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World Brain: The Idea of a Permanent World Encyclopaedia is the title of a book of essays by English author H.G. Wells, as well as an article published as part of the Encyclopédie française in August 1937. Some of the essays were first presented as speeches in 1937. In several instances throughout the book, Wells presents his idea of a universal, evolving encyclopedia that would help people become better informed citizens of the world.

The essay "The Brain Organization of the Modern World" lays out Wells's vision for "...a sort of mental clearing house for the mind, a depot where knowledge and ideas are received, sorted, summarized, digested, clarified and compared."[1] Wells felt that technological advances such as microfilm could be used towards this end so that "any student, in any part of the world, will be able to sit with his projector in his own study at his or her convenience to examine any book, any document, in an exact replica."[2] A similar view of an automated system for making all of humanity's knowledge available to all had been proposed a few years earlier by Paul Otlet, one of the founders of information science.[3]


The drive for an “information highway” was first expressed in 1937 by H.G. Wells, who argued that encyclopedias of the past had suited only the needs of an elite minority[4]. They were written “for gentleman by gentleman,” in an era where the notion of universal education had not even been conceptualized. In his essay titled, “The World Brain: The Idea of a Permanent World Encyclopedia,” Wells explains how then-current encyclopedias failed to adapt to both the growing increase in recorded knowledge and the expansion of people requiring information that was accurate and readily accessible. He asserted that these 19th century encyclopedias continued to follow the 18th century pattern, organization and scale. “Our contemporary encyclopedias are still in the coach-and-horse phase of development,” he argued, “rather than in the phase of the automobile and the aeroplane.”[5]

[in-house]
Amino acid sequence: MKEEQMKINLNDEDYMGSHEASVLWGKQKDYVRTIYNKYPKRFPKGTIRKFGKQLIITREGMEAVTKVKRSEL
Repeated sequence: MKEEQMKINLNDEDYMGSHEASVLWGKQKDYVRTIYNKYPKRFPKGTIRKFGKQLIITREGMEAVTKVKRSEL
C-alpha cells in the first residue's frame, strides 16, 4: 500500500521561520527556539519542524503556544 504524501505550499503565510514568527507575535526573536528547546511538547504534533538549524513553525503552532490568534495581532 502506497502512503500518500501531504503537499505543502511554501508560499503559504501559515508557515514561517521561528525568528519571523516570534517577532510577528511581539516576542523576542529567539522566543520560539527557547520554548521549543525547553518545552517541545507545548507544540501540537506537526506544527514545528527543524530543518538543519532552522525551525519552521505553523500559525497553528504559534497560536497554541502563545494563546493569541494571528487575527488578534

Wells saw the potential for world-altering impacts this technology could bring. He felt that the creation of the encyclopedia could bring about the peaceful days of the past, “with a common understanding and the conception of a common purpose, and of a commonwealth such as now we hardly dream of.”[6]

Some media scholars, such as Brian R. Gaines in his "Convergence to the Information Highway", see the web as an extended "world brain" that individuals can access using personal computers.[7]

The essays in World Brain propose a system for synthesizing and coordinating the world's knowledge; the Internet lacks such coordination. As he writes, the World Encyclopedia "would not be a miscellany, but a concentration, a clarification and a synthesis".[8]


  1. ^ Wells(1938) p. 49
  2. ^ Wells(1938) p. 54
  3. ^ (see Footnote 11 & Refs) "Otlet believed that Radio, x-rays, cinema and microscopic photography would all eventually be brought together in such a way to form 'a mechanical, collective brain' (Otlet, 1935, pp.390-1), a kind of 'exodermic appendage to the brain', 'a substratum of memory,' 'an external mechanism and instrument of the mind' (Otlet 1934, p. 428; also Rayward, 1975, 1994b, 1997)."
  4. ^ "The World Brain". Excerpts from Brian R. Gaines, "Convergence to the Information Highway" (1996)
  5. ^ Wells(1938)
  6. ^ "The Idea of a Permanent World Encyclopaedia". Contribution by H. G. Wells to the new Encyclopédie Française, August, 1937
  7. ^ Gaines, Brian R. (1996). "Convergence to the Information Highway". Proceedings of the WebNet Conference. San Francisco. Retrieved 7 November 2009.  
  8. ^ Wells(1938) p20




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